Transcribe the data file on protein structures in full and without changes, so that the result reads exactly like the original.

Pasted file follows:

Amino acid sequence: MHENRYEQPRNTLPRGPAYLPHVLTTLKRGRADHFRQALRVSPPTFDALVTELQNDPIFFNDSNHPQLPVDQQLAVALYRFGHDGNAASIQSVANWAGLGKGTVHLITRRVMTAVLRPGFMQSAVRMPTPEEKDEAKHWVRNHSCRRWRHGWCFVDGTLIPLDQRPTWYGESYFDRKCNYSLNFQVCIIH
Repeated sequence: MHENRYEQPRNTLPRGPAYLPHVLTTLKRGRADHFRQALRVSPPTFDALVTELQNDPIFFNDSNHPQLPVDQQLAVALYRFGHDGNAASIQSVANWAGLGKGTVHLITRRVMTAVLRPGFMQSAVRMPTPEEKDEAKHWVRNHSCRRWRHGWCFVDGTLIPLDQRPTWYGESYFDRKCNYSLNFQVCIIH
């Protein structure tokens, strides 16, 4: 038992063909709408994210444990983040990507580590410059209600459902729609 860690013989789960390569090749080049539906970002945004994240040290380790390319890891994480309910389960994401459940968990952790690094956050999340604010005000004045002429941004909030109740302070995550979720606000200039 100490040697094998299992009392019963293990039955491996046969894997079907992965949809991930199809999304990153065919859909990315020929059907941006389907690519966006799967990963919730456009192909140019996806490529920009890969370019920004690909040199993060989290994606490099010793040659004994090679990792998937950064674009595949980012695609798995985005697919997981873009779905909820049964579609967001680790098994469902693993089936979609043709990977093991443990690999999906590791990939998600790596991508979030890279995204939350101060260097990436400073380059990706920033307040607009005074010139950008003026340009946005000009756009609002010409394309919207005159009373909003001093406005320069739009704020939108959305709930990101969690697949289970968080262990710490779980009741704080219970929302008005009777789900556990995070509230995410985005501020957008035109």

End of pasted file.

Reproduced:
Amino acid sequence: MHENRYEQPRNTLPRGPAYLPHVLTTLKRGRADHFRQALRVSPPTFDALVTELQNDPIFFNDSNHPQLPVDQQLAVALYRFGHDGNAASIQSVANWAGLGKGTVHLITRRVMTAVLRPGFMQSAVRMPTPEEKDEAKHWVRNHSCRRWRHGWCFVDGTLIPLDQRPTWYGESYFDRKCNYSLNFQVCIIH
Repeated sequence: MHENRYEQPRNTLPRGPAYLPHVLTTLKRGRADHFRQALRVSPPTFDALVTELQNDPIFFNDSNHPQLPVDQQLAVALYRFGHDGNAASIQSVANWAGLGKGTVHLITRRVMTAVLRPGFMQSAVRMPTPEEKDEAKHWVRNHSCRRWRHGWCFVDGTLIPLDQRPTWYGESYFDRKCNYSLNFQVCIIH
């Protein structure tokens, strides 16, 4: 038992063909709408994210444990983040990507580590410059209600459902729609 860690013989789960390569090749080049539906970002945004994240040290380790390319890891994480309910389960994401459940968990952790690094956050999340604010005000004045002429941004909030109740302070995550979720606000200039 100490040697094998299992009392019963293990039955491996046969894997079907992965949809991930199809999304990153065919859909990315020929059907941006389907690519966006799967990963919730456009192909140019996806490529920009890969370019920004690909040199993060989290994606490099010793040659004994090679990792998937950064674009595949980012695609798995985005697919997981873009779905909820049964579609967001680790098994469902693993089936979609043709990977093991443990690999999906590791990939998600790596991508979030890279995204939350101060260097990436400073380059990706920033307040607009005074010139950008003026340009946005000009756009609002010409394309919207005159009373909003001093406005320069739009704020939108959305709930990101969690697949289970968080262990710490779980009741704080219970929302008005009777789900556990995070509230995410985005501020957008035109």